All illness has a psycho-somatic component. Often it’s hard to tell where the boundary lies between the mind and body. One great pioneering healer knew no bounds; his name was Phineas Parkhurst Quimby.
He was born on February 16, 1802. He was a clock-maker in Belfast, Maine, where he lived most of his life. Although others called him ‘Doctor’ he had little formal education, and no medical training or qualifications. But he had a practical, enquiring mind.
As a young man, he became desperately ill with tuberculosis. His lungs were wasting away and doctors couldn’t help. He decided to try and help himself. Someone suggested horse-riding – the fresh air would do him good. But he was too weak to ride a horse, so be borrowed a horse and cart. One day the horse refused to pull the cart up a hill, so Quimby walked up the hill with the horse. When they got to the top, the horse suddenly started trotting. Quimby couldn’t get back on the cart and ran down the hill with the horse – which, strictly speaking, he shouldn’t have been able to.
When he got home, he realised he was breathing freely and the pain had gone. It never returned. He dedicated the rest of his life to understanding what brought this spontaneous healing about. He reasoned there must be something within us, that we’re not normally aware of, that can make us well.
He learned of the work of Anton Mesmer, the hypnotist, who had gained a reputation for remarkable healings in Europe. By 1840, Quimby was an expert hypnotist. He met a young man called Lucius who was an excellent hypnotic subject. Under hypnosis, Lucius could apparently diagnose patients’ illnesses and suggest a cure.
Later, Quimby realized that Lucius was tuning in to what the patient believed he had, not what he actually had. So after his early experiments, he gave up hypnotism. Instead, he focussed on curing disease through the mind (mental healing). His emphasis was on getting his patients to see causes for themselves. He wanted to help the patient see life in an entirely different way. About this time, his own clairvoyant faculties began to develop.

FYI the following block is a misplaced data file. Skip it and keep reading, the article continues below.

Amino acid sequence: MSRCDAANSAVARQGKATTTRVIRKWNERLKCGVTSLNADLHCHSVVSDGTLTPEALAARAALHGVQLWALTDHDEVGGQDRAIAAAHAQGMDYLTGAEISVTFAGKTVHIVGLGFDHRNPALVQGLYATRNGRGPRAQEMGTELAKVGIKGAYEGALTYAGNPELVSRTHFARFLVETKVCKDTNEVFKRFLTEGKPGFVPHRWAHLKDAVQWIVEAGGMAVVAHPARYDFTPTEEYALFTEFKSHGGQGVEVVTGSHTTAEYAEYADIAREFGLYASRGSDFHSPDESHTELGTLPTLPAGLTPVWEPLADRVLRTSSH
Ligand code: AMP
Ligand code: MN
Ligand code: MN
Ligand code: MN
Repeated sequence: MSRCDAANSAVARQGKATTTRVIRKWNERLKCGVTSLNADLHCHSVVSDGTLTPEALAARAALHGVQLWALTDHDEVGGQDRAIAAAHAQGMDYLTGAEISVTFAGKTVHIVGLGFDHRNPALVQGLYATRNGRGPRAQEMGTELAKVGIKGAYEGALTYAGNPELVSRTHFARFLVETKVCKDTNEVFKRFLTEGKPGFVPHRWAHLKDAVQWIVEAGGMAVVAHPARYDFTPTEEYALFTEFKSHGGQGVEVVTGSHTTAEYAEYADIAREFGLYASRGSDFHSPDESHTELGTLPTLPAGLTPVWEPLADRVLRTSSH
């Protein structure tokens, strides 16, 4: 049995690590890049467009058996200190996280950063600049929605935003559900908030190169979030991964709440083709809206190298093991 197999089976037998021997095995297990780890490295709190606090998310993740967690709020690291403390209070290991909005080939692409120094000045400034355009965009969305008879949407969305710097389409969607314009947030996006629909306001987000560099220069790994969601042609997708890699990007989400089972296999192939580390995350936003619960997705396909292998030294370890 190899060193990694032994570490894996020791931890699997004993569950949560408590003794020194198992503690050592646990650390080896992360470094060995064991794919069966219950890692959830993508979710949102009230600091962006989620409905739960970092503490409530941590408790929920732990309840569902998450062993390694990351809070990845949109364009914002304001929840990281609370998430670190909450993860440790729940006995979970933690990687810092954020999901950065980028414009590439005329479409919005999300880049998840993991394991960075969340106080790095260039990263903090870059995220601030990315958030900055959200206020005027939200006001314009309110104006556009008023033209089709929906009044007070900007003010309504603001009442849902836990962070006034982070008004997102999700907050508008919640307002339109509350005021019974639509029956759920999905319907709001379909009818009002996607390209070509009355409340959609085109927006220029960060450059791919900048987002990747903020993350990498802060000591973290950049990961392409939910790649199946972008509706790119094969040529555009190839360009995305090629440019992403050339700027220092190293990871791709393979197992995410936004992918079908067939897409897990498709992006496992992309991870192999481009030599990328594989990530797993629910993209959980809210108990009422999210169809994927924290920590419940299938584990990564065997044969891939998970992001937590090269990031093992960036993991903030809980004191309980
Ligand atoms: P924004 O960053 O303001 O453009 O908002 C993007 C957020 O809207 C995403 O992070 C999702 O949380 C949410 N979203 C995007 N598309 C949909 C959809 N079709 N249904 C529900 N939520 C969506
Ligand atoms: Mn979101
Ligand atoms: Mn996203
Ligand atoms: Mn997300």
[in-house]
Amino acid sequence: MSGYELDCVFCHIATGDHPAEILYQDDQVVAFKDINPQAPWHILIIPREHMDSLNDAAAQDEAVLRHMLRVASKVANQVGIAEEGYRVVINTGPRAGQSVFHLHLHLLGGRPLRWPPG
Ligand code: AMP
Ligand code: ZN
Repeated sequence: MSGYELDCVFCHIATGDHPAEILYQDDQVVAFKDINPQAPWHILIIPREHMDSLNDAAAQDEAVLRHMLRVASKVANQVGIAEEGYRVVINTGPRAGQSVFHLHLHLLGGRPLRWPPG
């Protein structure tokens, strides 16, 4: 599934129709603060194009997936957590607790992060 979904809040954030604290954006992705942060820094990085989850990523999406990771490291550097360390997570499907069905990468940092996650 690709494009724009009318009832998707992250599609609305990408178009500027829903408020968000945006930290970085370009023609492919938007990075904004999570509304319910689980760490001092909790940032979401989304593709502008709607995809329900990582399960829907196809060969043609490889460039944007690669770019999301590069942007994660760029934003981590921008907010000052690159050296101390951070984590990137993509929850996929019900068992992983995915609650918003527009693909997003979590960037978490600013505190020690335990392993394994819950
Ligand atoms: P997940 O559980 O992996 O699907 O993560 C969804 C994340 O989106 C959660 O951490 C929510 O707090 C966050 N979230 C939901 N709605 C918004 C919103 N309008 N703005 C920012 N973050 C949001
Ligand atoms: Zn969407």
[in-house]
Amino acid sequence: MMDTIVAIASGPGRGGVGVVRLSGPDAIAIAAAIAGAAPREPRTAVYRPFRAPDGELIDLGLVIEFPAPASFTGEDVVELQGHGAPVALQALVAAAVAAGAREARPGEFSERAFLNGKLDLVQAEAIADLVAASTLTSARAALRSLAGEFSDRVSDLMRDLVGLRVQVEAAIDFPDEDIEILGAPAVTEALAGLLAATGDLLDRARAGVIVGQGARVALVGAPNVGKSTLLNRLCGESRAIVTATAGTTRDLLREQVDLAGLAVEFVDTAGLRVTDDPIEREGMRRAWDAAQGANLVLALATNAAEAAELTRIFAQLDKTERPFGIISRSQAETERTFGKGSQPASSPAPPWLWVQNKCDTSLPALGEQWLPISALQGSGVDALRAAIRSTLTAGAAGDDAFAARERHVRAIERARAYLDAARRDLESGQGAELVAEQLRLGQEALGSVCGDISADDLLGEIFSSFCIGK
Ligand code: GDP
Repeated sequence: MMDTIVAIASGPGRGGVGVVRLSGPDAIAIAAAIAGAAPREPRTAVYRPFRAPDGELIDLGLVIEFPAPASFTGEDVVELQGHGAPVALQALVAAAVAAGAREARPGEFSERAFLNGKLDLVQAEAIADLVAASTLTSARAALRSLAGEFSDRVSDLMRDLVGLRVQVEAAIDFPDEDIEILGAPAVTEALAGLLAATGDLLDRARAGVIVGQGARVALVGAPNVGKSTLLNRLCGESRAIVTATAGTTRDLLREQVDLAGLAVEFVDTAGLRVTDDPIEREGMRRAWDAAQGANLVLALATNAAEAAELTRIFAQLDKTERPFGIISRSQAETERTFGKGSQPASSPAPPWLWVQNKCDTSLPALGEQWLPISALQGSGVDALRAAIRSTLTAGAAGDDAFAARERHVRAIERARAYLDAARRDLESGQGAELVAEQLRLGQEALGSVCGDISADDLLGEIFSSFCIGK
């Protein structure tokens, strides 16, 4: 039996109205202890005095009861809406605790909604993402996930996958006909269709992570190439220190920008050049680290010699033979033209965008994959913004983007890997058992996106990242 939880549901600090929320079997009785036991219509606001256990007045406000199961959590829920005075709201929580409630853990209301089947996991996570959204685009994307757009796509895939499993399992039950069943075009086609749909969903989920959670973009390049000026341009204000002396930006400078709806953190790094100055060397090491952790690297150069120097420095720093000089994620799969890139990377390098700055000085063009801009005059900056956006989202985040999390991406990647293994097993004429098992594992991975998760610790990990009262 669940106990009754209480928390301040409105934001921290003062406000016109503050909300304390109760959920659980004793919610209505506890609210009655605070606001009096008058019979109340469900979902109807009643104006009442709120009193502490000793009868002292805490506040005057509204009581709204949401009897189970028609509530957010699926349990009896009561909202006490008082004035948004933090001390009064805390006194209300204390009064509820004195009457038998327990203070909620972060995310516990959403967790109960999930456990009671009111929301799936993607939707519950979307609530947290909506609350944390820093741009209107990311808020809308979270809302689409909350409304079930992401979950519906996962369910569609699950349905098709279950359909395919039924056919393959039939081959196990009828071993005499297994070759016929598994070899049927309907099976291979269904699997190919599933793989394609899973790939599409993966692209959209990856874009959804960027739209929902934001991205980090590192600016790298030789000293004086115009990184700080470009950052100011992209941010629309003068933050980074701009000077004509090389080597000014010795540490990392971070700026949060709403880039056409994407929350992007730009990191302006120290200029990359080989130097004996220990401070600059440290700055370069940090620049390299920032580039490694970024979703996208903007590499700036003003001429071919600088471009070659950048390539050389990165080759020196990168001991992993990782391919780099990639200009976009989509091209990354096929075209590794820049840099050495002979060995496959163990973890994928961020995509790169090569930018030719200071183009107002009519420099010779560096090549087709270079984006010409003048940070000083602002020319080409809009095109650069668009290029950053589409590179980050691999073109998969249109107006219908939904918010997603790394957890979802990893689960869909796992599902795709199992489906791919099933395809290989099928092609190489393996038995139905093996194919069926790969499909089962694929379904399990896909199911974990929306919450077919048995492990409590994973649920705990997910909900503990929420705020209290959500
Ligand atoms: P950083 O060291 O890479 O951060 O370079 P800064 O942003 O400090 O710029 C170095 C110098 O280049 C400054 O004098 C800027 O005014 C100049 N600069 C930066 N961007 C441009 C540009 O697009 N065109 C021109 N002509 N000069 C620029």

He dedicated himself to discovering the truth behind the New Testament healings. In the gospels, Jesus was said to heal first the mind, then the body. He removed the cause of the disease and the physical effect ceased. Quimby did not regard Jesus’ healings as miracles, but as scientific applications of Universal Law.
Many thought him a charlatan, but those he helped saw him as a pioneer, a mystic. He healed thousands of people of a wide range of illnesses. He also carried out distance healing. Most of his cases had not responded to conventional treatment. Some thought he was most successful among the credulous, but there’s no doubt he brought about many marvellous cures.
He died of over-work and self-neglect on January 16, 1866. It is said he saw over 10,000 patients in his last seven years. Later writers attributed his success to four main factors:
1. He had a deep sympathy for human suffering.
2. He was an authentic and original thinker. It took a great deal of courage to do what he did and teach what he taught in 19th Century New England.
3. His approach was rigorously scientific. He demanded proof and did not trust opinions, only knowledge.
4. He understood the harm that organised religion of his day had done to people and the need to reverse this thinking. He believed that the Church had abdicated its interest in healing and that his purpose was to resurrect it. His interest in the New Testament was mainly to understand the negative thinking of his patients – especially those who believed that ill health was normal or that they were ill because G_d was punishing them for some unpardonable sin.
Quimby’s Healing Method
Quimby believed that the healing power is present in the mind of the patient. He sat down with his patients and put himself in rapport with them. He addressed his comments to the ‘spirit within’. He held that the spirit within is at one with G_d and never sick.
He used his intuition to discover the real source of the problem. He visualised the person’s spirit form standing beside the body. The spirit form imparted to him the cause of the problem. Often he felt every symptom of the disease in his own body.